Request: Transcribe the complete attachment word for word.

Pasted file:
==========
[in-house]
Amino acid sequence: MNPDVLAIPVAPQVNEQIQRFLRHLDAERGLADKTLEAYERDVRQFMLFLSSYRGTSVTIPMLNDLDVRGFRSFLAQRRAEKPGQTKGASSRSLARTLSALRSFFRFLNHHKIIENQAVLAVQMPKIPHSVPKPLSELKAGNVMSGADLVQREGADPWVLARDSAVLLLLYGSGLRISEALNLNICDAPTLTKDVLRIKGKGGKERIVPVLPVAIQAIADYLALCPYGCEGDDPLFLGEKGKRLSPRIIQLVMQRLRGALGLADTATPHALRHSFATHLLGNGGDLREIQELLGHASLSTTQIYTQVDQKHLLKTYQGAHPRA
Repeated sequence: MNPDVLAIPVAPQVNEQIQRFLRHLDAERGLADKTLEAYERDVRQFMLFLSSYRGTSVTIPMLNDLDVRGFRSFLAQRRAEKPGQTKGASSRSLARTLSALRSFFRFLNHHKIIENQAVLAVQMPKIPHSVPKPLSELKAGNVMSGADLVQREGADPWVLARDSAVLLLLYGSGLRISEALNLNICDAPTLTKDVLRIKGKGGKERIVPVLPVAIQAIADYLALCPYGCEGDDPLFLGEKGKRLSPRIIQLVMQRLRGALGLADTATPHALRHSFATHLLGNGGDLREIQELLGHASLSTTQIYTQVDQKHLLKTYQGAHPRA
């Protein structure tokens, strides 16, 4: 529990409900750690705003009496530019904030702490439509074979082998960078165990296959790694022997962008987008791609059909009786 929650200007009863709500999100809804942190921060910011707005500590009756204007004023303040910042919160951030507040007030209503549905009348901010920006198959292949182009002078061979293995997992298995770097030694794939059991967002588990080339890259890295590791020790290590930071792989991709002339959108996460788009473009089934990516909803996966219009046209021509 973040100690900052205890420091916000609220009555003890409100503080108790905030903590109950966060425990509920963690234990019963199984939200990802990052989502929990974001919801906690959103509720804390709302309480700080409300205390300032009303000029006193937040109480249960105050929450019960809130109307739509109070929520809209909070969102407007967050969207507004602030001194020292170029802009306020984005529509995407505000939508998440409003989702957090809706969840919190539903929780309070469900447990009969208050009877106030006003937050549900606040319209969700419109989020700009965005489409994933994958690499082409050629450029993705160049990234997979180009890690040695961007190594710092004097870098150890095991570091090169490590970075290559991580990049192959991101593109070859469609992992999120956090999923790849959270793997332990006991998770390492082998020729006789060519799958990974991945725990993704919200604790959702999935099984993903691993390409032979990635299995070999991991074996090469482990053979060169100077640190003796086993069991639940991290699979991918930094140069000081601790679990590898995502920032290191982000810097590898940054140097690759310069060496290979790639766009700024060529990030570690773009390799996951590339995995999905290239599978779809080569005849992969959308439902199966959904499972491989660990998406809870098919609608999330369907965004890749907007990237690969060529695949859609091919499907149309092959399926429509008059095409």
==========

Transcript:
[in-house]
Amino acid sequence: MNPDVLAIPVAPQVNEQIQRFLRHLDAERGLADKTLEAYERDVRQFMLFLSSYRGTSVTIPMLNDLDVRGFRSFLAQRRAEKPGQTKGASSRSLARTLSALRSFFRFLNHHKIIENQAVLAVQMPKIPHSVPKPLSELKAGNVMSGADLVQREGADPWVLARDSAVLLLLYGSGLRISEALNLNICDAPTLTKDVLRIKGKGGKERIVPVLPVAIQAIADYLALCPYGCEGDDPLFLGEKGKRLSPRIIQLVMQRLRGALGLADTATPHALRHSFATHLLGNGGDLREIQELLGHASLSTTQIYTQVDQKHLLKTYQGAHPRA
Repeated sequence: MNPDVLAIPVAPQVNEQIQRFLRHLDAERGLADKTLEAYERDVRQFMLFLSSYRGTSVTIPMLNDLDVRGFRSFLAQRRAEKPGQTKGASSRSLARTLSALRSFFRFLNHHKIIENQAVLAVQMPKIPHSVPKPLSELKAGNVMSGADLVQREGADPWVLARDSAVLLLLYGSGLRISEALNLNICDAPTLTKDVLRIKGKGGKERIVPVLPVAIQAIADYLALCPYGCEGDDPLFLGEKGKRLSPRIIQLVMQRLRGALGLADTATPHALRHSFATHLLGNGGDLREIQELLGHASLSTTQIYTQVDQKHLLKTYQGAHPRA
């Protein structure tokens, strides 16, 4: 529990409900750690705003009496530019904030702490439509074979082998960078165990296959790694022997962008987008791609059909009786 929650200007009863709500999100809804942190921060910011707005500590009756204007004023303040910042919160951030507040007030209503549905009348901010920006198959292949182009002078061979293995997992298995770097030694794939059991967002588990080339890259890295590791020790290590930071792989991709002339959108996460788009473009089934990516909803996966219009046209021509 973040100690900052205890420091916000609220009555003890409100503080108790905030903590109950966060425990509920963690234990019963199984939200990802990052989502929990974001919801906690959103509720804390709302309480700080409300205390300032009303000029006193937040109480249960105050929450019960809130109307739509109070929520809209909070969102407007967050969207507004602030001194020292170029802009306020984005529509995407505000939508998440409003989702957090809706969840919190539903929780309070469900447990009969208050009877106030006003937050549900606040319209969700419109989020700009965005489409994933994958690499082409050629450029993705160049990234997979180009890690040695961007190594710092004097870098150890095991570091090169490590970075290559991580990049192959991101593109070859469609992992999120956090999923790849959270793997332990006991998770390492082998020729006789060519799958990974991945725990993704919200604790959702999935099984993903691993390409032979990635299995070999991991074996090469482990053979060169100077640190003796086993069991639940991290699979991918930094140069000081601790679990590898995502920032290191982000810097590898940054140097690759310069060496290979790639766009700024060529990030570690773009390799996951590339995995999905290239599978779809080569005849992969959308439902199966959904499972491989660990998406809870098919609608999330369907965004890749907007990237690969060529695949859609091919499907149309092959399926429509008059095409």